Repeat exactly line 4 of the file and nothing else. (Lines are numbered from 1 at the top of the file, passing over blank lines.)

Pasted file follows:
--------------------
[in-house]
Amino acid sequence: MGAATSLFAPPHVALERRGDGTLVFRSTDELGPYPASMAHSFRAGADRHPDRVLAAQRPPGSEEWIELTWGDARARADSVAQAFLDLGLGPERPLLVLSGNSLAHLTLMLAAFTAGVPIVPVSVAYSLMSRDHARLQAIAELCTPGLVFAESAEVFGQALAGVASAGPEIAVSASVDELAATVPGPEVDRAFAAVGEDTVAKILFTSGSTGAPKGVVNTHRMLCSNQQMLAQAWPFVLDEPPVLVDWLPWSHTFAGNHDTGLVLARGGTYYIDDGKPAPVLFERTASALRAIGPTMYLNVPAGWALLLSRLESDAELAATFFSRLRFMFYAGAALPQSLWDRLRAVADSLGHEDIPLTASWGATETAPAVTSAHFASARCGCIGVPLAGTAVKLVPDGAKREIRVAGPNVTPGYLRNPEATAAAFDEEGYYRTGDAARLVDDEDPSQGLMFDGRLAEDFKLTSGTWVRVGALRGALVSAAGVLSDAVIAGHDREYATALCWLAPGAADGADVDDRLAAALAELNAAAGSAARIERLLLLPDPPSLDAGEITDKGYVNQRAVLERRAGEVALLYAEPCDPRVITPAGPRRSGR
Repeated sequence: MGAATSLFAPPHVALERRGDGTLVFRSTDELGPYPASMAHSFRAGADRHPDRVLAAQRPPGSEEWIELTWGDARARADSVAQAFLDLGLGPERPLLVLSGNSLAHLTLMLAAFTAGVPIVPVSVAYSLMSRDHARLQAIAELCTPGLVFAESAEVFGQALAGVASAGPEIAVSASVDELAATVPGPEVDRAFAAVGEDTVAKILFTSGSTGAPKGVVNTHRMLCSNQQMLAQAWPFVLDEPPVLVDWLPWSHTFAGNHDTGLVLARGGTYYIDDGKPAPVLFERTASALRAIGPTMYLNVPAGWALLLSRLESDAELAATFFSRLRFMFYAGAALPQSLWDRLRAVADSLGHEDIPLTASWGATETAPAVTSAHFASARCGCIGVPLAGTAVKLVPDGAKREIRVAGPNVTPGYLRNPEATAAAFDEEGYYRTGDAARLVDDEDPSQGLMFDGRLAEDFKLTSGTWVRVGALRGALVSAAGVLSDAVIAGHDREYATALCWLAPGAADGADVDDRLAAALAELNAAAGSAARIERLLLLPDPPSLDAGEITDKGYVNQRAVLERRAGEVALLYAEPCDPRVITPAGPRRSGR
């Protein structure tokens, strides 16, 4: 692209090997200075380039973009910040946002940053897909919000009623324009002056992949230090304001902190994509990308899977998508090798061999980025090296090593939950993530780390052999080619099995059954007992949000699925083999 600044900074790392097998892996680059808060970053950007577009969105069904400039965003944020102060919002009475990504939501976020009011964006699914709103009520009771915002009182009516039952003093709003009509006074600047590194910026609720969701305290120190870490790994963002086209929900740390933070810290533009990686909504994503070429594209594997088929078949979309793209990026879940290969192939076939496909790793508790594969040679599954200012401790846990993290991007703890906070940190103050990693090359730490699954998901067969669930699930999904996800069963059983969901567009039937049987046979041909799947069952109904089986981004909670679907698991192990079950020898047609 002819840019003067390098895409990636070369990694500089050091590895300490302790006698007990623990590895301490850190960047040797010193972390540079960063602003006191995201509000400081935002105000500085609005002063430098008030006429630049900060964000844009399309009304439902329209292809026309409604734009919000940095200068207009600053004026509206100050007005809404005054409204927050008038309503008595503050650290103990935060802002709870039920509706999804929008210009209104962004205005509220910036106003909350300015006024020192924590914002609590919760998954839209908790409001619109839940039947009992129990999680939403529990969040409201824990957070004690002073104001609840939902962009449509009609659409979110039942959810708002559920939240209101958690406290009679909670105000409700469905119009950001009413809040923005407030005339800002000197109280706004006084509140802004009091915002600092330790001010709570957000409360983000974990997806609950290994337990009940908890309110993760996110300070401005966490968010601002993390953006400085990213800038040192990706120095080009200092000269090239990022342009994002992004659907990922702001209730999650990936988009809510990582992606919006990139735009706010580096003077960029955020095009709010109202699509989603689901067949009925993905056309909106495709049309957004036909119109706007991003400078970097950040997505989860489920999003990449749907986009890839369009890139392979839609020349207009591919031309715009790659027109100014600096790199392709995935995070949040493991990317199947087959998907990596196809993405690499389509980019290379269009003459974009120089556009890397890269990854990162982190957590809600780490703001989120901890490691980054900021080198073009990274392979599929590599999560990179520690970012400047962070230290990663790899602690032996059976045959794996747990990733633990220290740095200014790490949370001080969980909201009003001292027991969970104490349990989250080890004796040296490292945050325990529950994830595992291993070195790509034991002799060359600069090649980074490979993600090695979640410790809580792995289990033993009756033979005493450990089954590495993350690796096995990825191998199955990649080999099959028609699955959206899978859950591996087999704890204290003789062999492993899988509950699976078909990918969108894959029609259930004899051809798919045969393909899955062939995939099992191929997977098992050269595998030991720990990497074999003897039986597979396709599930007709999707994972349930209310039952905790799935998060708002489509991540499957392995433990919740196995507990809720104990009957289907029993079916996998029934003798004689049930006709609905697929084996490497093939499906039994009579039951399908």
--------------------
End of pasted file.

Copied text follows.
């Protein structure tokens, strides 16, 4: 692209090997200075380039973009910040946002940053897909919000009623324009002056992949230090304001902190994509990308899977998508090798061999980025090296090593939950993530780390052999080619099995059954007992949000699925083999 600044900074790392097998892996680059808060970053950007577009969105069904400039965003944020102060919002009475990504939501976020009011964006699914709103009520009771915002009182009516039952003093709003009509006074600047590194910026609720969701305290120190870490790994963002086209929900740390933070810290533009990686909504994503070429594209594997088929078949979309793209990026879940290969192939076939496909790793508790594969040679599954200012401790846990993290991007703890906070940190103050990693090359730490699954998901067969669930699930999904996800069963059983969901567009039937049987046979041909799947069952109904089986981004909670679907698991192990079950020898047609 002819840019003067390098895409990636070369990694500089050091590895300490302790006698007990623990590895301490850190960047040797010193972390540079960063602003006191995201509000400081935002105000500085609005002063430098008030006429630049900060964000844009399309009304439902329209292809026309409604734009919000940095200068207009600053004026509206100050007005809404005054409204927050008038309503008595503050650290103990935060802002709870039920509706999804929008210009209104962004205005509220910036106003909350300015006024020192924590914002609590919760998954839209908790409001619109839940039947009992129990999680939403529990969040409201824990957070004690002073104001609840939902962009449509009609659409979110039942959810708002559920939240209101958690406290009679909670105000409700469905119009950001009413809040923005407030005339800002000197109280706004006084509140802004009091915002600092330790001010709570957000409360983000974990997806609950290994337990009940908890309110993760996110300070401005966490968010601002993390953006400085990213800038040192990706120095080009200092000269090239990022342009994002992004659907990922702001209730999650990936988009809510990582992606919006990139735009706010580096003077960029955020095009709010109202699509989603689901067949009925993905056309909106495709049309957004036909119109706007991003400078970097950040997505989860489920999003990449749907986009890839369009890139392979839609020349207009591919031309715009790659027109100014600096790199392709995935995070949040493991990317199947087959998907990596196809993405690499389509980019290379269009003459974009120089556009890397890269990854990162982190957590809600780490703001989120901890490691980054900021080198073009990274392979599929590599999560990179520690970012400047962070230290990663790899602690032996059976045959794996747990990733633990220290740095200014790490949370001080969980909201009003001292027991969970104490349990989250080890004796040296490292945050325990529950994830595992291993070195790509034991002799060359600069090649980074490979993600090695979640410790809580792995289990033993009756033979005493450990089954590495993350690796096995990825191998199955990649080999099959028609699955959206899978859950591996087999704890204290003789062999492993899988509950699976078909990918969108894959029609259930004899051809798919045969393909899955062939995939099992191929997977098992050269595998030991720990990497074999003897039986597979396709599930007709999707994972349930209310039952905790799935998060708002489509991540499957392995433990919740196995507990809720104990009957289907029993079916996998029934003798004689049930006709609905697929084996490497093939499906039994009579039951399908």